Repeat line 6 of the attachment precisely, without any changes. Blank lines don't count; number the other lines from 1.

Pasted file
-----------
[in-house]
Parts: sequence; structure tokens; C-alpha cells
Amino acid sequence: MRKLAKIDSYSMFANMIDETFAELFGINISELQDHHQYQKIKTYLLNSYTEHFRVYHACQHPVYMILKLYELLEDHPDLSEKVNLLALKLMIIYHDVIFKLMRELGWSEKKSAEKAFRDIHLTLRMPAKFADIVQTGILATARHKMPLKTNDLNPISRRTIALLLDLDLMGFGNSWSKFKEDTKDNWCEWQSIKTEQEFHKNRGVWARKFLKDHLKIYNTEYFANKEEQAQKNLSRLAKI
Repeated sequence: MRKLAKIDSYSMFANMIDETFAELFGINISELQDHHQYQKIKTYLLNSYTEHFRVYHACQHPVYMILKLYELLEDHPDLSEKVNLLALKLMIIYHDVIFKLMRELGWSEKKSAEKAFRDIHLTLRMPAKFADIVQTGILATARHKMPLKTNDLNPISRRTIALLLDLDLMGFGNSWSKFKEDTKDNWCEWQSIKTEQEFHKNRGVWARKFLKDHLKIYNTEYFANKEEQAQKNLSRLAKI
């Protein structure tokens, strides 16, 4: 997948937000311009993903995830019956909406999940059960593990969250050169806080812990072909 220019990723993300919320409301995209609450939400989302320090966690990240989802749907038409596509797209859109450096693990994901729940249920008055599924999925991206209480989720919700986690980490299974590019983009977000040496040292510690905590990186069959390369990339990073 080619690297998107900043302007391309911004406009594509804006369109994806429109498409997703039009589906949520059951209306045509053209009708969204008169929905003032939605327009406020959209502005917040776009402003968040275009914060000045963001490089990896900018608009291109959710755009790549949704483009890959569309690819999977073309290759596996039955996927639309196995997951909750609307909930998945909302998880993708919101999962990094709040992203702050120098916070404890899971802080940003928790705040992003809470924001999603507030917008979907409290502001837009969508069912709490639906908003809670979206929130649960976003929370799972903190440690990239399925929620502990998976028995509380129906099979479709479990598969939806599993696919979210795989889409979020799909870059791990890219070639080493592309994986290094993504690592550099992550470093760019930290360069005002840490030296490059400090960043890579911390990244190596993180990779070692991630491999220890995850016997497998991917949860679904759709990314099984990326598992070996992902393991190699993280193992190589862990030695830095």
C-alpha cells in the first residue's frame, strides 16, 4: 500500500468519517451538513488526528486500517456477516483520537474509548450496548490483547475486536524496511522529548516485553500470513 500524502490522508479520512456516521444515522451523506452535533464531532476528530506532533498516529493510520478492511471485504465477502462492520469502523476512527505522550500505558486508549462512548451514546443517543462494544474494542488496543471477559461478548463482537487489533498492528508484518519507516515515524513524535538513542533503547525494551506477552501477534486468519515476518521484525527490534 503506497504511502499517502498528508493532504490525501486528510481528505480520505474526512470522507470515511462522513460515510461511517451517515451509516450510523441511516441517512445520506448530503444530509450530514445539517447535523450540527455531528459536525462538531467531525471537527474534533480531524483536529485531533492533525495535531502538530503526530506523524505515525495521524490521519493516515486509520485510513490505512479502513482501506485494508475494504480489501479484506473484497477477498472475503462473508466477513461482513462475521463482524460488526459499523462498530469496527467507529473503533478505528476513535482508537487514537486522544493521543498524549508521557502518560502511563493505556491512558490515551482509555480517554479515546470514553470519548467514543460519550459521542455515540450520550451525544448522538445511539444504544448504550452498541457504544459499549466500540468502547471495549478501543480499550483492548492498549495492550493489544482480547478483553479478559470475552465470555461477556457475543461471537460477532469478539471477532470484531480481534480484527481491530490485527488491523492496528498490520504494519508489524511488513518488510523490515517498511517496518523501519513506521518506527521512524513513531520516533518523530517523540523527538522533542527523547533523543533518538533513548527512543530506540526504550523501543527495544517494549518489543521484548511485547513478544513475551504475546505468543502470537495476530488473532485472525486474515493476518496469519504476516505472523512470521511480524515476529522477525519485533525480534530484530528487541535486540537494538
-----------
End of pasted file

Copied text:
C-alpha cells in the first residue's frame, strides 16, 4: 500500500468519517451538513488526528486500517456477516483520537474509548450496548490483547475486536524496511522529548516485553500470513 500524502490522508479520512456516521444515522451523506452535533464531532476528530506532533498516529493510520478492511471485504465477502462492520469502523476512527505522550500505558486508549462512548451514546443517543462494544474494542488496543471477559461478548463482537487489533498492528508484518519507516515515524513524535538513542533503547525494551506477552501477534486468519515476518521484525527490534 503506497504511502499517502498528508493532504490525501486528510481528505480520505474526512470522507470515511462522513460515510461511517451517515451509516450510523441511516441517512445520506448530503444530509450530514445539517447535523450540527455531528459536525462538531467531525471537527474534533480531524483536529485531533492533525495535531502538530503526530506523524505515525495521524490521519493516515486509520485510513490505512479502513482501506485494508475494504480489501479484506473484497477477498472475503462473508466477513461482513462475521463482524460488526459499523462498530469496527467507529473503533478505528476513535482508537487514537486522544493521543498524549508521557502518560502511563493505556491512558490515551482509555480517554479515546470514553470519548467514543460519550459521542455515540450520550451525544448522538445511539444504544448504550452498541457504544459499549466500540468502547471495549478501543480499550483492548492498549495492550493489544482480547478483553479478559470475552465470555461477556457475543461471537460477532469478539471477532470484531480481534480484527481491530490485527488491523492496528498490520504494519508489524511488513518488510523490515517498511517496518523501519513506521518506527521512524513513531520516533518523530517523540523527538522533542527523547533523543533518538533513548527512543530506540526504550523501543527495544517494549518489543521484548511485547513478544513475551504475546505468543502470537495476530488473532485472525486474515493476518496469519504476516505472523512470521511480524515476529522477525519485533525480534530484530528487541535486540537494538